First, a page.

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Duff House

A historical perspective, drawn from the Ordnance Gazetteer of Scotland: A Survey of Scottish Topography, Statistical, Biographical and Historical, edited by Francis H. Groome and originally published in parts by Thomas C. Jack, Grange Publishing Works, Edinburgh between 1882 and 1885.

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Duff House, a seat of the Earl of Fife in Banff parish, Banffshire, near the middle of an extensive plain, on the left bank of the river Deveron, 3 furlongs S by E of the town of Banff. Built in 1740-45 by William Lord Braco, after designs by the elder Adam, at a cost of £70,000, it is a large quadrangular four-storied edifice, in the Roman style, with balustrades and domical tower-like projections at the four angles, and is adorned externally with statues and vases. Two wings, that would have given it an oblong shape, were never added. Within is a fine collection of paintings, comprising portraits of the Constable de Bourbon by Titian, of Charles I., Henrietta Maria, Strafford, Lord Herbert, and the Countess of Pembroke by Van Dyck, of Mrs Abingdon and the Duchess of Gordon by Sir Joshua Reynolds, of the fourth Earl of Fife by Raeburn, and of the late Countess by Sir Francis Grant, beside pictures by Quentin Matsys, Murillo, Cuyp, Ruysdael, Snyders, Wouvermans, Domenichino, Holbein, Velasquez, etc. The Library, 70 feet long, contains over 15,000 volumes, and is rich in 17th century pamphlets and Spanish works, collected mostly by James, fourth Earl (1776-1851), during his Peninsular campaign. The whole was reorganised and catalogued by Mr A. Robertson in 1881. The Armoury, among other relics, contains three Audrea Ferraras, and the target and huge two-handed sword of the freebooter M`Pherson, who was hanged at Banff in 1701. In 1780 William Nicol and Burns went over Duff House, where the latter was greatly taken with portraits of the exiled Stuarts. The finely-wooded park, extending nearly 3 miles along the Deveron from Banff to Alvah Bridge, comprises parts of two counties and four parishes, and measures 14 miles in circumference; abounds in drives and walks of singular beauty; and includes the site of St Mary's Carmelite friary, founded before 1324, which site is now occupied by the Gothic mausoleum of the Fife family. Alexander-William-George Duff, sixth Earl Fife since 1759 (b. 1849; suc. 1879), holds 152,820 acres in Banff, Elgin, and Aberdeen shires, valued at £72,813 per annum.—Ord. Sur., sh. 96, 1876. See James Imlach's History of Banff (Banff, 1868).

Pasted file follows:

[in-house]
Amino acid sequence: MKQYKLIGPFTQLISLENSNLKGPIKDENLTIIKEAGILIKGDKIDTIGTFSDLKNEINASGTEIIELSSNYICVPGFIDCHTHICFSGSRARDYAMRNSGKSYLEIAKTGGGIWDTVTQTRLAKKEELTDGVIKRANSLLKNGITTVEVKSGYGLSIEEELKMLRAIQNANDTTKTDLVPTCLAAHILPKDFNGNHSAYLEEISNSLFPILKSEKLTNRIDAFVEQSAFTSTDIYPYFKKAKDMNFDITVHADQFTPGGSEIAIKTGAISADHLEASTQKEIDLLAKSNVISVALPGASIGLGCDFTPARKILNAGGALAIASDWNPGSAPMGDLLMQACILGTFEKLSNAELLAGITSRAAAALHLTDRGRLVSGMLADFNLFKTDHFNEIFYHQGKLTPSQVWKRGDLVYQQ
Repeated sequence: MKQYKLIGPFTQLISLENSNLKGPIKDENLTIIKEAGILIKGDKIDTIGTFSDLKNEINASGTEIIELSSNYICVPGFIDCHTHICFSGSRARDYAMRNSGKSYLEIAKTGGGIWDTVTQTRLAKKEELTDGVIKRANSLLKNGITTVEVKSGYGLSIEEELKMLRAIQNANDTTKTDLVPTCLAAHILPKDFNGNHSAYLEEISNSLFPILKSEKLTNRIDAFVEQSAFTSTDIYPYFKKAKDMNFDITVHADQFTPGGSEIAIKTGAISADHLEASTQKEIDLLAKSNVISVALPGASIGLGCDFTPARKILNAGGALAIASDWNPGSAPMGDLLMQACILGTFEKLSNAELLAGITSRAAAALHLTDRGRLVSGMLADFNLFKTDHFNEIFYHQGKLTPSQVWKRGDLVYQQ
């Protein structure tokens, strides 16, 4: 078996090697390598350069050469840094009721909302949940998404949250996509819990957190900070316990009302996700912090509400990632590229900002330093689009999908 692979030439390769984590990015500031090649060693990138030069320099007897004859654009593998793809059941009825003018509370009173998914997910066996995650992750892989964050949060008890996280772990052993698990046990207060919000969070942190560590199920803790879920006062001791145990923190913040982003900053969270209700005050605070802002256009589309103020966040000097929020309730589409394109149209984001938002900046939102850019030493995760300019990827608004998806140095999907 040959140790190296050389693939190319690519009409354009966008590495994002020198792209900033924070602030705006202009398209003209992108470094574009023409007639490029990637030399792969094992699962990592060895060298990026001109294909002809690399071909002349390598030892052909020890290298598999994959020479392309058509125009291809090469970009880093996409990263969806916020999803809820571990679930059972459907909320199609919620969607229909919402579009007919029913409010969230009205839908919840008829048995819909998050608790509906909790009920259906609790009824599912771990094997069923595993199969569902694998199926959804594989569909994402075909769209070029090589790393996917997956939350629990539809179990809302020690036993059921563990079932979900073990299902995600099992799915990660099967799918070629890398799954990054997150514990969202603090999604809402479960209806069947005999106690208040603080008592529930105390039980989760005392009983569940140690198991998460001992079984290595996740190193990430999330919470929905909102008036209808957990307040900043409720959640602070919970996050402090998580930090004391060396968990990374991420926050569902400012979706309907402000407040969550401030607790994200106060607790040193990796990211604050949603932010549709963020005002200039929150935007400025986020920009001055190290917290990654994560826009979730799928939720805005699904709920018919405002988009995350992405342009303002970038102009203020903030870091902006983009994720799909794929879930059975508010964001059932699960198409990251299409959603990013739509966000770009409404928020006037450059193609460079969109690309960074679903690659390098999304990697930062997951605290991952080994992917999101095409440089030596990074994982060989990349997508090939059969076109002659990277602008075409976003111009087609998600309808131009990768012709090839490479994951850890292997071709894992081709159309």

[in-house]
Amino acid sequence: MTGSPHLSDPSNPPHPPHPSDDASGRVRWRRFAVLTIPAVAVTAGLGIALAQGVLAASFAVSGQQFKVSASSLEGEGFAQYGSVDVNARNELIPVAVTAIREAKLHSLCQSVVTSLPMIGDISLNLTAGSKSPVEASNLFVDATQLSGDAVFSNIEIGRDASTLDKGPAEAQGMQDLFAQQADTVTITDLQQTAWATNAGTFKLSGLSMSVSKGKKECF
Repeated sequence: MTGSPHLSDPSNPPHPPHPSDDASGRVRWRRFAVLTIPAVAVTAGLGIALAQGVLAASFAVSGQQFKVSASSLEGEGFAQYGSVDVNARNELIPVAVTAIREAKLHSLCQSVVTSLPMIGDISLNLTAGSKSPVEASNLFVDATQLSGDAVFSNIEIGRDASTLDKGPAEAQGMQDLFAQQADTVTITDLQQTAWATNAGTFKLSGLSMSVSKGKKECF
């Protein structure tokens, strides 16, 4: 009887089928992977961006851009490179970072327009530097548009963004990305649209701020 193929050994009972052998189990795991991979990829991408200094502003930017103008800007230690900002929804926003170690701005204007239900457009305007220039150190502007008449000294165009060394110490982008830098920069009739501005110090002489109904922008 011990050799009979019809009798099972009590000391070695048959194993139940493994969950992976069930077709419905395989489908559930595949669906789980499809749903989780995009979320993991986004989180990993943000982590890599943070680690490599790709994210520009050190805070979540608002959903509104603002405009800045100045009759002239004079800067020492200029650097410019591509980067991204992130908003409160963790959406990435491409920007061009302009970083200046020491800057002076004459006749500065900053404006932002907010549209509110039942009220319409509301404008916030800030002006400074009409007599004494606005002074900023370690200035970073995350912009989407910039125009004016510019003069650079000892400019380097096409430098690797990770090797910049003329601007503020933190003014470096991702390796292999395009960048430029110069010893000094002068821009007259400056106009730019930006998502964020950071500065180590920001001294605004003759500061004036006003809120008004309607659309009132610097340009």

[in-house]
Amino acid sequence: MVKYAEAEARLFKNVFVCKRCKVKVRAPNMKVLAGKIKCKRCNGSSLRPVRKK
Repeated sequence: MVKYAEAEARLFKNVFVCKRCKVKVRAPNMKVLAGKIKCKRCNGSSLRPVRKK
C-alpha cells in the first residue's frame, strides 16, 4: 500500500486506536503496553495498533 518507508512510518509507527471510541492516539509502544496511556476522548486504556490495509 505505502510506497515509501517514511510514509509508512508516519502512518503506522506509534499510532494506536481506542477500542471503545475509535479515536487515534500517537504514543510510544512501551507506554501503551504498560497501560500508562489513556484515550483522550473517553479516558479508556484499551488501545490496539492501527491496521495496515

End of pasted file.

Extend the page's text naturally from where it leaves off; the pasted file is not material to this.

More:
An accompanying 19th C. Ordnance Survey map is available, or use the map tab to the right of this page.

Note: This text has been made available using a process of scanning and optical character recognition. Despite manual checking, some typographical errors may remain. Please remember this description dates from the 1880s; names may have changed, administrative divisions will certainly be different and there are known to be occasional errors of fact in the original text, which we have not corrected because we wish to maintain its integrity. This information is provided subject to our standard disclaimer

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